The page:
Associations between Carabelli trait and cusp areas in human permanent maxillary first molars.код для вставкиСкачать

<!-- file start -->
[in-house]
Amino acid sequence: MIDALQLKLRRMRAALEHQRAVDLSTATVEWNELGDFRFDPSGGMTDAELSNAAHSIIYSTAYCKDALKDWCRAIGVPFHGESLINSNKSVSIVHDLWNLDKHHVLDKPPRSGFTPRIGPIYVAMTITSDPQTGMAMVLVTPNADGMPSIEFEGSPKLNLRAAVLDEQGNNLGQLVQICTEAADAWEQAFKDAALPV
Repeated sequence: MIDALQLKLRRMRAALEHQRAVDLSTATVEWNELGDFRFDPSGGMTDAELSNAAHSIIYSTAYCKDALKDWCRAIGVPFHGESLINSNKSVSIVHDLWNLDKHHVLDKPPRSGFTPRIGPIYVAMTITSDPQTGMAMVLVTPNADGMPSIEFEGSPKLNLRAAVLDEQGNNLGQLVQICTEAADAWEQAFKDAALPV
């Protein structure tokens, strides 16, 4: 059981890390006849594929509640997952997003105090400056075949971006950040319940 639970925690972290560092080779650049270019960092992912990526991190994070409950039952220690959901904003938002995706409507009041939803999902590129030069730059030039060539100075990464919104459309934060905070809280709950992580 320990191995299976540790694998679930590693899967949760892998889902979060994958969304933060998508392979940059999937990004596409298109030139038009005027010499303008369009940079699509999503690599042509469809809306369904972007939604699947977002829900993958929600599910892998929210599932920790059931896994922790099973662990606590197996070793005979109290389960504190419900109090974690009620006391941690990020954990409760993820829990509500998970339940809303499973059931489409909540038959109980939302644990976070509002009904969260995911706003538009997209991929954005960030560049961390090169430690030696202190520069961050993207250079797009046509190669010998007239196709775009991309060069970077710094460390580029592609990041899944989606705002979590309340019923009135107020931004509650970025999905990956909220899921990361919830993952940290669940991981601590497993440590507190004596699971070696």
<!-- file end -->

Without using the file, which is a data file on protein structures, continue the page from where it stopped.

AMERICAN JOURNAL OF PHYSICAL ANTHROPOLOGY 129:196–203 (2006) Associations Between Carabelli Trait and Cusp Areas in Human Permanent Maxillary First Molars Shintaro Kondo1,2* and Grant C. Townsend2 1 Department of Oral Anatomy and Developmental Biology, Showa University School of Dentistry, Tokyo 142-8555, Japan 2 Dental School, University of Adelaide, Adelaide 5005, Australia KEY WORDS odontometry; sexual differences; tooth size; crown morphology ABSTRACT Few dental anthropological studies have investigated the associations between tooth crown size and crown traits in humans using quantitative methods. We tested several hypotheses about overall crown size, individual cusp areas, and expression of Carabelli cusps in human permanent ﬁrst molars by obtaining data from standardized occlusal photographs of 308 Australians of European descent (171 males and 137 females). Speciﬁcally, we aimed to calculate the areas of the four main molar cusps, and also Carabelli cusp, and to compare the relative variability of cusp areas in relation to timing of development. We also aimed to compare cusp areas between males and females and to describe how Carabelli cusp interacted with other molar cusps. Measurements included maximum crown diameters (mesiodistal and buccolingual crown diameters), the areas of the four main cusps, and the area of Carabelli cusp. The pattern of relative variability in absolute areas of molar cusps corresponded with their order of formation, the ﬁrstforming paracone displaying the least variation, and the last-forming Carabelli cusp showing the greatest. Overall crown size and areas of individual cusps all showed sexual dimorphism, with values in males exceeding those in females. Sexual dimorphism was smallest for paracone area and greatest for Carabelli cusp area. Overall crown size and cusp areas were larger in individuals displaying a Carabelli cusp, especially the hypocone area. Although the combined area of the protocone and a Carabelli cusp was greater in cuspal forms than noncuspal forms, protocone area alone was signiﬁcantly smaller in the former. Our ﬁndings lead us to propose that, in individuals with the genotype for Carabelli trait expression, larger molar crowns are more likely to display Carabelli cusps, whereas molars with smaller crowns are more likely to display reduced forms of expression of the trait. We suggest that the pattern of folding of the internal enamel epithelium in developing molar crowns, particularly in the protocone region, can be modiﬁed by a developing Carabelli cusp. Am J Phys Anthropol 129:196–203, 2006. V 2005 Wiley-Liss, Inc. Metric and nonmetric analyses of the human dentition have formed a central focus in the ﬁeld of dental anthropology for over a century (Keiser, 1990; Hillson, 1996; Scott and Turner, 1997). Many metric studies involved measurement of the maximum mesiodistal and buccolingual dimensions of dental crowns with calipers (e.g., Moorrees et al., 1957; Garn et al., 1967; Townsend and Brown, 1979) or more recently from standardized photographs (e.g., Reid et al., 1991, 1992; Townsend et al., 2003). Investigations of so-called nonmetric dental crown traits, including the Carabelli cusp, were usually based on scoring features with reference to standard plaques (e.g., Dahlberg, 1949; Turner et al., 1991), leading to calculations of their frequency of occurrence and degree of expression. Metric approaches conﬁrmed that sexual dimorphism exists in overall crown size, with values for males exceeding those for females on average. Sexual dimorphism was also reported for Carabelli trait occurrence and expression, but there seems to be no consistent pattern across different ethnic groups (Townsend and Brown, 1981; Hsu et al., 1997). Some studies included both metric and nonmetric data to make comparisons within and between populations, and some looked at the interactions or associations between these variables (Garn et al., 1966; Keene, 1968; Sasaki, 1968; Bang and Hasund, 1972; Lombardi, 1975; Noss et al., 1983; Reid et al., 1991, 1992; Hsu et al., 1997). More recently, researchers began analyzing intra- coronal components, e.g., cusp areas and intercuspal distances, which are thought to provide a better biological basis for describing tooth size variation (e.g., Biggerstaff, 1969; Corruccini, 1979; Townsend et al., 2003). These studies aimed to clarify the ontogenetic basis of crown size and shape, especially the role of enamel knots in inﬂuencing folding of the internal enamel epithelium, leading to the development of cusps (Jernvall and Jung, 2000). Each enamel knot represents the site of a future cusp tip, and it was suggested that evolutionary change in molar morphology is constrained to some extent by the relationship between when enamel knots start to form and when intercuspal growth ceases during odontogenesis (Polly, 1998). C V 2005 WILEY-LISS, INC. C Grant sponsor: National Health and Medical Research Council of Australia. *Correspondence to: Shintaro Kondo, Department of Oral Anatomy and Developmental Biology, Showa University School of Dentistry, 1-5-8 Hatanodai, Shinagawa-ku, Tokyo142-8555, Japan. E-mail: firstname.lastname@example.org Received 26 October 2004; accepted 6 January 2005 DOI 10.1002/ajpa.20271 Published online 1 December 2005 in Wiley InterScience (www.interscience.wiley.com). CARABELLI TRAIT AND MOLAR CUSP AREAS Although the relationship between lower molar crown size, cusp number, and groove pattern was ﬁrst addressed by Dahlberg (1961), very few studies since then have looked at associations between overall crown size, intracoronal components, and dental crown traits, with quantitative methods being used to describe observed variation (Reid et al., 1991, 1992). Our general aim in this study was therefore to quantify overall crown size and cusp areas of a sample of human maxillary ﬁrst molars, as well as expression of Carabelli cusps, by calculating areas from standardized occlusal photographs of dental casts. Speciﬁcally, we aimed to calculate the areas of the four main molar cusps, and also Carabelli cusp, and to compare relative variability of cusp areas in relation to timing of development. Further objectives included making comparisons between males and females and describing how Carabelli cusp interacted with other molar cusps. We then aimed to explain our ﬁndings in the light of current knowledge about crown morphogenesis, including the folding of the internal enamel epithelium in response to the formation of enamel knots. The speciﬁc hypotheses we sought to test were: That the pattern of relative variation of cusp areas reﬂects the ontogeny of maxillary ﬁrst molar crown development, with earlier-forming cusps showing less variation than later-forming cusps; That molar cusp areas, and the areas of Carabelli cusps, are larger in males on average than in females; That teeth with a Carabelli cusp have larger crowns on average than those without a Carabelli cusp; That the size of the protocone is reduced in teeth with a Carabelli cusp compared with those without a Carabelli cusp, reﬂecting an interaction between adjacent growth regions of the developing crown; and That the hypocone is larger in molars with a Carabelli cusp, reﬂecting a general increase in cusp expression on the lingual aspect of these teeth. MATERIALS AND METHODS In total, 308 dental casts of South Australian twins aged 8–29 years, with the majority being teenagers, were selected from a collection of over 600 pairs of dental casts housed in the Dental School at the University of Adelaide. The twins were all of European ancestry. Previous studies considered genetic aspects of tooth size and Carabelli trait expression (Pinkerton et al., 1999; Dempsey and Townsend, 2001), but in this study we concentrated on phenotypic associations, so only one member from each twin pair was included in the analysis. Only subjects with little or no evidence of wear on their maxillary ﬁrst molars, either occlusally or interproximally, were included in the study. Only molars with four main cusps were included. Our ongoing study of teeth and faces of Australian twins was approved by the Committee on the Ethics of Human Experimentation, University of Adelaide (approval no. H/07/84A), and all participants provided informed consent. Initially, Carabelli trait was scored according to the nine grades described by Reid et al. (1991, 1992), but these grades were then combined into four categories: grade 0, representing absence of the trait, formed cate- 197 gory 0; grades 1–4, including pits and furrows, became category 1; grade 5, deﬁned as a mesial and distal furrow, was grouped with teeth showing minor lingual prominences that could not be measured from photographs to form category 2; and grades 6–8, including examples with free apices and those forms of expression that could be measured on occlusal photographs, were combined to form category 3. Standardized photographs of the occlusal surfaces of maxillary ﬁrst molars were obtained from dental casts using a Nikon CoolPix 950 digital camera. The molar crowns were oriented so that the plane produced by the cusp tips of the three major cusps, excluding the hypocone, was perpendicular to the optical axis of the camera. The tooth was positioned in the center of the image, and a millimeter scale was placed next to the tooth in the same horizontal plane as the occlusal surface. Measurements on photographs were performed with manual image measurement software (Visual Measure 32, Version 1.2, Rise Co.) on a personal computer. The method described by Wood and Engleman (1988) was followed when measuring basal cusp areas, using the primary occlusal grooves to deﬁne the four main cusps, and the grooving associated with a Carabelli cusp to determine its area. Measurements were obtained normally of ﬁrst molars on the right side, but if a tooth on the right could not be measured because of absence, abnormality, heavy wear, or other reasons, the corresponding tooth on the left side of the arch was measured. Maximum mesiodistal and buccolingual crown diameters, and the areas of the four main cusps, i.e., the paracone (mesiobuccal), protocone (mesiolingual), metacone (distobuccal), and hypocone (distolingual), were measured to the nearest 1 mm2 (Fig. 1). Only those forms of Carabelli trait that appeared as distinct lingual prominences (category 3), and that could be distinguished clearly from the protocone, were measured separately. Total crown area was calculated by summing the areas of individual cusps. Previous studies to assess the replicability of the photographic procedure based on linear measurements of scanned images compared with those obtained directly from dental casts showed no systematic methodological errors (Townsend et al., 2003). Furthermore, Bailey et al. (2004) showed that the levels of interobserver error for cusp area measurements obtained from digitized images are similar to those for intraobserver comparisons. In the present study, measurement errors of the method were analyzed by a procedure in which double determination measurements were made on separate occasions for 40 subjects selected at random for whom the entire photographic and digitizing process was repeated. Differences between ﬁrst and second determinations were analyzed by computing the standard deviation of a single determination, or so-called technical error of measurement, using the following formula (Dahlberg, 1940): sﬃﬃﬃﬃﬃﬃﬃﬃﬃ Rd2 Error ¼ 2N In this formula, d ¼ difference between double determinations, and N ¼ number of double determinations. Paired t-tests were also used to detect systematic errors. To assess the observation error in classifying Carabelli 198 S. KONDO AND G.C. TOWNSEND Fig. 1. Measurement of overall crown dimensions and cusp areas of maxillary right molar. Individual cusps were distinguished by locating major occlusal grooves. Carabelli cusp area was only measured when it could be discerned clearly from protocone. MD, mesiodistal crown diameter; BL, buccolingual crown diameter; Pa, paracone area; Pr, protocone area; Me, metacone area; Hy, hypocone area; Ca, Carabelli cusp area. trait, the concordance rate in the double determination observations was calculated for 50 subjects selected at random. Sex differences were compared by calculating the percentage of sexual dimorphism (Garn et al., 1967), deﬁned as [(M F)/F] 3 100, where M and F are the mean values of males and females, respectively. Descriptive statistics, including distribution parameters, were calculated with JMP statistical software (SAS Institute, Version 4.02) on a personal computer. Differences in cusp area measurements between different categories of Carabelli trait were analyzed with one-way ANOVA followed by Dunnett’s test, with statistical signiﬁcance set at P < 0.05. RESULTS There was no indication of systematic methodological errors in the calculation of crown dimensions or areas between ﬁrst and second determinations, based on paired t-tests. Mean differences between ﬁrst and second determinations for mesiodistal and buccolingual diameters were 0.02 and 0.03 mm, and for each cusp area including Carabelli cusp area, values ranged from 0.07 to 0.07 mm2. Percentage errors for the areas of the four main cusps were less than 0.5%, while that for Carabelli cusp area was 1.5%. These percentage values for intraobserver errors were smaller than those of interobserver errors for molar cusp area in Pan reported by Bailey et al. (2004). The technical errors of measurement were 0.17 and 0.18 mm, respectively, for mesiodistal and buccolingual dimensions, and ranged from 0.22–0.29 mm2 for cusp areas. Error variances, calculated as the square of the Dahlberg statistic, were all less than 10% of total observed variation, conﬁrming that errors of the method were small and unlikely to bias the results. The concordance rate for scoring the Carabelli trait on two separate observations was 92% in the sample of 50 individuals, and all discordances between ﬁrst and second determinations were between categories 1 and 2. Thus, errors in scoring were small. Table 1 shows basic descriptive statistics for molar crown measurements. All mean values were signiﬁcantly larger in males than in females (P < 0.01). Dimorphism percentage values for absolute crown areas exceeded those for overall crown diameters, but no statistical tests were applied to compare these values, and care is needed in drawing any conclusions based on comparisons of this measure of sexual dimorphism. Carabelli trait area showed the largest dimorphism value, and the smallest value was for the paracone area. The hypocone was the most variable in absolute area of the four main molar cusps, whereas the least variable cusp in absolute area was the paracone. Carabelli cusp area showed the most variation in size of all molar cusps. To take account of overall tooth size, comparisons of relative crown size were also made between males and females. With the exception of the Carabelli cusp, sexual differences in the relative cusp areas were fairly small. Carabelli cusps still showed the largest sexual difference in the relative cusp area (P < 0.01). Table 2 shows crown measurements for each category of Carabelli trait. Around 70–80% of all subjects showed evidence of the trait in varying forms, with 19–25% exhibiting cusps (category 3). Approximately 13–19% of subjects showed category 2, and 35–38% showed category 1. These percentages are similar to those reported in our earlier studies of Australian twins (Townsend and Martin, 1992; Pinkerton et al., 1999). Although there was no statistically signiﬁcant sex difference in frequencies for each of the categories (v2 ¼ 6.126, P ¼ 0.106), the cuspal forms of Carabelli trait tended to be more common in males than in females (25.7% compared with 19.0%). Overall crown measurements were larger in cuspal forms than in noncuspal forms. For example, the mean mesiodistal diameter of ﬁrst molars without Carabelli trait was 10.1 mm in males and 9.9 mm in females, compared with 10.5 mm and 10.3 mm, respectively, in molars displaying category 3 expression of the Carabelli trait. Furthermore, the lingual cusps, i.e., protocone and hypocone, showed larger differences between cuspal forms and noncuspal forms than the buccal cusps, i.e., paracone and metacone. In males, lingual cusps showed signiﬁcant differences between cuspal forms and noncuspal forms (P < 0.05), but buccal cusps did not. For example, the mean area of the hypocone in molars without Carabelli trait was 17.4 mm2, compared with 19.5 mm2 in molars showing category 3 expression. Similar trends were also shown in females, but the results of statistical tests were not signiﬁcant. The combined area of the protocone and Carabelli trait was signiﬁcantly larger in cuspal forms (30.9 mm2 in males and 28.8 mm2 in females) than in noncuspal forms, where the areas averaged 28.1 mm2 and 27.1 mm2, respectively (P < 0.05). However, the protocone area alone was smaller in cuspal forms than in noncuspal forms (25.8 mm2 compared with 28.1 mm2 in males, and 25.4 mm2 compared with 27.1 mm2 in females), the difference in males being signiﬁcant at P < 0.05. Table 3 shows a correlation matrix of molar crown measurements, with values for males above the diagonal and values for females below. Correlation coefﬁcients calculated between crown diameters and total crown areas were all moderately high. However, values of correlation coefﬁcients between cusp areas were low to moderate in magnitude, especially between the hypocone area and other cusp areas. These ﬁndings are consistent with our previous results for intercuspal distances in molar teeth, 199 CARABELLI TRAIT AND MOLAR CUSP AREAS 1 TABLE 1. Basic statistics of maxillary ﬁrst molar crown diameters, and absolute and relative cusp areas Males N Mean Sexual difference Females SD Crown diameters (mm) MD 171 10.3 0.54 BL 171 11.3 0.52 2 Absolute cusp areas and total crown area (mm ) Pa 171 23.6 2.61 Pr þ Ca 171 29.6 3.62 Ca 44 5.1 2.79 Me 171 22.5 2.89 Hy 171 19.0 3.46 Total crown area 171 94.7 8.45 Relative cusp area to total crown area (%)2 Pa 171 25.0 2.20 Pr þ Ca 171 31.3 2.97 Ca 44 5.2 2.78 Me 171 23.7 2.04 Hy 171 20.0 2.78 CV3 N Mean SD CV3 t-test 5.3 4.6 137 137 10.1 11.0 0.51 0.59 5.0 5.4 ** ** 2.6 3.1 11.1 12.2 55.1 12.9 18.2 8.9 137 137 26 137 137 137 22.6 27.8 3.4 21.2 17.9 89.6 2.61 3.49 1.40 2.82 3.40 8.74 11.6 12.5 40.9 13.3 19.0 9.8 ** ** ** ** ** ** 4.4 6.6 48.3 5.8 6.1 5.8 8.8 9.5 53.5 8.6 13.9 137 137 26 137 137 25.3 31.1 3.7 23.7 20.0 2.19 2.64 1.49 2.00 2.89 8.7 8.5 40.0 8.4 14.5 NS NS ** NS NS 1.3 0.8 39.0 0.0 0.3 % 1 Abbreviations of crown dimensions are summarized in Figure 1. NS, not signiﬁcant. Relative cusp area ¼ (Cusp area)/(Total crown area) 3 100. 3 CV ¼ (SD/Mean) 3 100. **P < 0.01. 2 which showed that the values of correlation coefﬁcients between intercuspal dimensions were consistently lower than those between overall crown measurements, suggesting that much of the intracoronal covariation in cusp position and area is unexplained (Townsend et al., 2003). DISCUSSION The pattern of relative variation in absolute areas of the four main molar cusps mirrored the known ontogenetic sequence of cusp development, with earlier-forming cusps being more stable than later-forming cusps. This ﬁnding is consistent with the results of previous studies (Gingerich, 1974; Corruccini, 1979; Kondo et al., 2005). Relative cusp areas were more stable than absolute cusp areas, especially for the metacone (Table 1). Absolute cusp areas were also associated with greater sexual dimorphism percentage values than mesiodistal and buccolingual crown diameters, a result consistent with a previous ﬁnding based on molar cusp diameters (Kondo et al., 2005). However, because most researchers used categorical systems to classify the expression of Carabelli trait, little information has been available about its relative variation in size. Our method enabled accurate quantiﬁcation of the area of Carabelli cusps, and showed that it displays greater relative variation in its area than any of the main molar cusps, consistent with being the last cusp to appear during crown development (Kraus and Jordan, 1965). This quantitative approach also provided support for a previous ﬁnding in our sample of Australian twins: the cuspal form of Carabelli trait displays signiﬁcant sexual dimorphism in its expression. Some workers found signiﬁcant sexual differences in the expression of Carabelli trait (e.g., Townsend and Brown, 1981; Mizoguchi, 1985), but others reported no sex differences in this trait (Garn et al, 1966). Mizoguchi (1985) highlighted the inconsistencies one can encounter when assessing sex differences in crown trait expression. He presented frequency distributions for 12 different crown traits observed in two Japanese samples, and found that only Carabelli trait showed a signiﬁcant sex difference in both samples. Our earlier studies of Australian twins based on scoring the Carabelli trait showed differences in frequency of occurrence and degrees of expression between the sexes (Townsend and Martin, 1992; Pinkerton et al., 1999), whereas this quantitative study showed that the average area of a Carabelli cusp is signiﬁcantly greater in males than females. It seems that the extent of sexual dimorphism for Carabelli trait varies between different ethnic groups, so care is needed when making comparisons between groups using standardized scoring systems (e.g., Turner et al., 1991), especially if sex is unknown. We found that the mesiodistal and buccolingual crown diameters of ﬁrst molars were larger on average in those individuals who displayed Carabelli trait than in those who did not, a result consistent with many former studies (De Terra, 1905; Broekman, 1938; Keene, 1968; Sasaki, 1968; Lombardi, 1975; Noss et al., 1983; Hsu et al., 1997). Furthermore, cusp areas were larger in cuspal forms than in noncuspal forms, a trend that was particularly evident in the hypocone. Reid et al. (1991, 1992) also used a quantitative approach to show that molars with a Carabelli cusp were larger than those without, so it seems that this is a common positive association. Our ﬁnding that the hypocone area displayed the biggest difference between molars with and without a Carabelli cusp supports an earlier report by Mizoguchi (1985), and is also consistent with the trait being less common in three-cusped molars (Keene, 1968; Suzuki and Sakai, 1973; Scott, 1979). Dahlberg (1949) and Korenhof (1960) reported that protocone size tends to be reduced when Carabelli trait is strongly developed. Reid et al. (1991, 1992) contradicted these ﬁndings, but they included protocone area within their measurement of Carabelli trait, and so they were unable to separate the contributions of the two cusps. We measured Carabelli cusp and protocone areas independently, and found that combined protocone and Carabelli cusp area was signiﬁcantly larger in cuspal forms than in noncuspal forms. However, protocone area alone was signiﬁcantly smaller in cuspal forms than in noncuspal forms. Thus, it seems that protocone area is 200 S. KONDO AND G.C. TOWNSEND TABLE 2. Maxillary ﬁrst molar crown diameters (mm) and cusp areas (mm2) for various categories of Carabelli trait1 Category of Carabelli trait Males N (%) MD BL Pa Pr þ Ca Pr Ca Me Hy Total crown area Females N (%) MD BL Pa Pr þ Ca Pr Ca Me Hy Total crown area Mean SD Mean SD Mean SD Mean SD Mean SD Mean SD Mean SD Mean SD Mean SD Mean SD Mean SD Mean SD Mean SD Mean SD Mean SD Mean SD Mean SD Mean SD 0 1 2 3 33 (19.3%) 10.1 0.55 11.1 0.61 23.0 2.88 28.1 3.47 28.1 3.47 61 (35.7%) 10.4*** 0.57 11.3 0.50 23.5 2.89 29.7 3.29 33 (19.3%) 10.4 0.48 11.3 0.51 23.5 2.07 29.4 2.92 44 (25.7%) 10.5**** 0.50 11.5**** 0.45 24.3 2.29 30.9**** 4.23 25.8***** 4.08 5.1 2.79 22.7 2.50 19.5*** 3.55 97.3**** 7.97 22.2 2.90 17.4 3.20 90.8 9.27 40 (29.2%) 9.9 0.53 10.7 0.63 22.3 2.80 27.1 3.76 27.1 3.76 20.2 2.50 16.8 3.74 86.5 9.27 22.4 2.95 19.2*** 3.50 94.7 8.07 52 (38.0%) 10.1 0.43 11.0 0.48 22.6 2.31 27.6 3.21 21.5 2.16 18.2 3.38 90.0 7.49 22.6 3.30 19.7*** 3.15 95.1 7.76 19 (13.9%) 10.2 0.54 11.1 0.67 22.9 3.41 28.3 3.58 22.0 2.84 18.5 3.24 91.6 9.36 26 (19.0%) 10.3**** 0.52 11.2**** 0.55 22.8 2.30 28.8 3.44 25.4 3.33 3.4 1.40 21.6 3.98 18.7 2.69 92.0*** 8.85 ANOVA F-ratio P value F-ratio P value F-ratio P value F-ratio P value 3.503 0.017* 3.619 0.014* 1.664 0.177 3.902 0.010** F-ratio P value F-ratio P value F-ratio P value 0.184 0.907 3.286 0.022* 4.029 0.008** F-ratio P value F-ratio P value F-ratio P value F-ratio P value 3.496 0.017* 3.735 0.013* 0.290 0.832 1.505 0.216 F-ratio P value F-ratio P value F-ratio P value 2.567 0.057 2.241 0.086 2.857 0.040* 1 Abbreviations of crown dimensions are summarized in Figure 1. *P < 0.05. **P < 0.01 (ANOVA). ***P < 0.05. ****P < 0.01 (Dunnett’s test between category 0 and others for this and P < 0.05). *****Signiﬁcant difference between mean areas for category 0 and 3 at P < 0.05 level by t-test. reduced when the Carabelli trait is well-developed, and we believe that this can be explained by interactions between adjacent folding regions of the internal enamel epithelium during odontogenesis. Figure 2 gives an example of a molar with a well-developed Carabelli cusp and with the protocone displaced buccally and distally. The Carabelli trait originates from the lingual cingulum region of maxillary molar crowns, being evident particularly on the ﬁrst molar (Korenhof, 1960; Sakai and Hanamura, 1967). Kraus and Jordan (1965) noted that a Carabelli cusp is created by an extension of the calciﬁcation process from the protocone during tooth development, and that it appears after the other cusps have begun to calcify. It is evident, at least in its cuspal form, at the dentino-enamel junction of fully-formed teeth in modern humans (Sakai and Hanamura, 1971; Sasaki, 1997). Schwartz et al. (1998) also noted some correspondence between expression of Carabelli cusp on the tooth crown surface and the topography of the dentino- enamel junction in early hominid specimens, even though the nature of the relationship was variable. So even though the expression of the trait on the surface of the tooth and at the dentino-enamel junction may not coincide precisely, it appears that expression of Carabelli trait on molar crowns is related to folding of the internal enamel epithelium during odontogenesis, and is not produced merely by deposition of enamel. The Carabelli trait appears to be under strong genetic control, and there were suggestions of major gene involvement for its expression (Kolakowski et al., 1980; Nichol, 1989; Townsend and Martin, 1992). Some researchers reported low estimates of heritability (Biggerstaff, 1973; Alvesalo et al., 1975; Mizoguchi, 1977), but these results may reﬂect differences in methodologies between studies. In fact, Alvesalo et al. (1975) noted that the dichotomy of having a Carabelli cusp or not may have a genetic basis, but that there appeared to be large variation in the expression of the ‘‘cusp-genotype.’’ CARABELLI TRAIT AND MOLAR CUSP AREAS TABLE 3. Matrix of correlations between molar crown diameters and cusp areas1 MD BL Pa MD 0.81** 0.61** BL 0.84** 0.59** Pa 0.64** 0.68** Pr þ Ca 0.60** 0.72** 0.43** Me 0.71** 0.68** 0.44** Hy 0.63** 0.60** 0.18* TCA 0.91** 0.94** 0.68** Pr þ Ca Me Hy TCA 0.56** 0.58** 0.29** 0.63** 0.68** 0.42** 0.17* 0.64** 0.61** 0.12 0.15* 0.48** 0.91** 0.92** 0.63** 0.64** 0.74** 0.68** 0.39** 0.22** 0.74** 0.37** 0.76** 0.65** 1 Abbreviations of crown dimensions are summarized in Figure 1. TCA, total crown area. Upper right, males (N ¼ 171); lower left, females (N ¼ 137). *P < 0.05. **P < 0.01. Fig. 2. Example of permanent ﬁrst molar with well-developed Carabelli cusp. Protocone is displaced buccally and distally, and its size is reduced. Mesial marginal ridge is very well-developed. D, distal; L, lingual; Pa, paracone; Pr, protocone; Me, metacone; Hy, hypocone; Ca, Carabelli cusp. Hlusko and Mahaney (2003) found that cusp-like structures which derived from the lingual cingula of maxillary molars in baboons, similar to features referred to as Carabelli trait in humans, were signiﬁcantly heritable. However, several studies mentioned that Carabelli trait may be present on the deciduous second molar but not on the permanent ﬁrst molar of the same individual (Townsend and Brown, 1981; Saunders and Mayhall, 1982; Smith et al., 1987; Pinkerton et al., 1999). Interestingly, the reverse relationship is very rare. It was suggested that reduced expression in the permanent ﬁrst molar may result from environmental inﬂuences operating during its longer period of development. In other words, the Carabelli phenotype of deciduous second molars may represent a more faithful representation of the underlying genotype than its phenotypic expression in the permanent dentition. We plan to extend our study 201 of cusp areas and Carabelli trait expression to the deciduous dentition, but believe that analyses taking account of the timing and sequence of crown formation of the permanent ﬁrst molar crown can also provide valuable insights into the nature of variation in expression of the Carabelli trait. Developments in molecular biology are now providing a much clearer picture of the processes involved in odontogenesis, including the development of dental crown shape (Sperber, 2004). Reciprocal interactions between oral epithelium and neural crest-derived mesenchyme inﬂuence how the internal enamel epithelium, which represents the future dentino-enamel junction and provides a blueprint for completed crown structure, will fold. This folding is associated with the appearance of groups of nondividing cells, referred to as enamel knots, that act as signaling centers. The primary enamel knot is one such transient signaling center that seems to be an important regulator of overall tooth shape during the cap stage of odontogenesis (Jernvall and Jung, 2000). Secondary enamel knots form subsequently at the sites of future cusp tips, providing the ﬁrst signs of speciesspeciﬁc cusp patterns. Control of secondary enamel knot spacing must exist during morphogenesis, as this process determines correct cusp position and size, leading to a functional tooth shape (Jernvall and Thesleff, 2000). Although the spacing between enamel knots needs to be accurately controlled to produce the patterns of cusp position that distinguish different species, the results of our correlation analysis in this study, together with ﬁndings from previous analyses of intercuspal distances, suggest that the stochastic nature of the local epigenetic events involved in crown formation may contribute to variation in cuspal arrangements within human tooth classes (Townsend, 1985; Townsend et al., 2003). The recent ﬁndings of Hlusko et al. (2004) of genetic independence of mesial and distal loph variation in baboon molar crowns also support the view that minor variations in cusp position within species are determined intrinsically. No cusp-speciﬁc differences in homeobox gene expression have been reported within species (Zhao et al., 2000), and the development of individual cusps appears to use repeatedly the same set of developmental genes, forming a ‘‘developmental module.’’ In fact, the repeated activation of these developmental modules may explain the cumulative variation in later-developing cusps (Jernvall and Jung, 2000). It was proposed that the wave-like expression of signaling factors produced within developing teeth, reﬂecting dynamic interactions between molecules, may be responsible for crown patterns (Weiss, 1990; Weiss et al., 1998). Furthermore, a patterning cascade mode of cusp spacing may promote the evolution of new cusps (Polly, 1998; Jernvall, 2000). If a simple patterning cascade is applied to human molars, a larger Carabelli cusp would be expected to be present when the height of the protocone, relative to the paracone, is large. As the differences would be cumulative, only a very small increase in size of the protocone would be needed to have a large effect on the size of a Carabelli cusp. Putting together the various aspects of molar morphogenesis described above, and drawing on the morphogenetic triangle concept of Keene (1991), we propose the following explanation for observed relationships between overall molar crown size, cusp areas, and Carabelli trait (Fig. 3). In those individuals who have the genetic con- 202 S. KONDO AND G.C. TOWNSEND crown formation in males leading to larger teeth on average. Furthermore, the tendency for teeth with Carabelli cusps to have larger hypocones may also relate to an extended period of crown development, enabling stronger expression of this later-formed cusp. The reduction in area of the protocone in those molars with welldeveloped Carabelli cusps is thought to reﬂect the interaction occurring between closely developing cusp regions, as the inner enamel epithelium folds at the site of each of the ﬁve enamel knots. CONCLUSIONS We propose that molars with larger crowns will be more likely to display Carabelli cusps in genetically predisposed individuals, because the ﬁfth enamel knot that appears late during crown development will be more likely to be fully expressed. In contrast, smaller molars will tend to be associated with less developed forms of Carabelli trait. Furthermore, we suggest that the pattern of folding of the internal enamel epithelium in the protocone region can be modiﬁed by the presence of a ﬁfth enamel knot for Carabelli cusps, leading to displacement of the protocone on the fully calciﬁed crown. ACKNOWLEDGMENTS Fig. 3. Proposed relationship between maxillary molar crown size and shape, and Carabelli trait expression. G and E represent genetic and environmental factors. The assistance of the Australian Twin Registry is greatly appreciated, and we also thank the twins and their families for their enthusiastic participation. Sandy Pinkerton and Wendy Schwerdt assisted in data collection. LITERATURE CITED stitution for Carabelli trait expression, we suggest that molars with larger crowns are more likely to display Carabelli cusps. In these individuals, a ﬁfth enamel knot will tend to develop near to the protocone during the later stages of molar crown development. This genotypic potential will only be expressed to its full extent phenotypically if the period of crown growth is extended for a sufﬁcient time to enable an additional late folding of the inner enamel epithelium to occur in the protocone region. This may occur if the duration of mitotic activity of the developing tooth germ is extended and/or the coalescence of calciﬁcation between cusp tips is delayed. In either case, it is likely that the Carabelli trait will be expressed in its cuspal form, and also that the crown will tend to be larger overall. In contrast, smaller molars, in which the period of crown growth is shorter, will be less likely to express the more developed forms of Carabelli trait, because the extent of folding related to formation of the ﬁfth enamel knot will be reduced. Thus the positive association between crown size and presence of Carabelli cusp may not relate to the Carabelli cusp ‘‘causing’’ the crown to be bigger, but rather may occur because individuals whose ﬁrst molars tend to be bigger will consequently be more likely to display the Carabelli trait. 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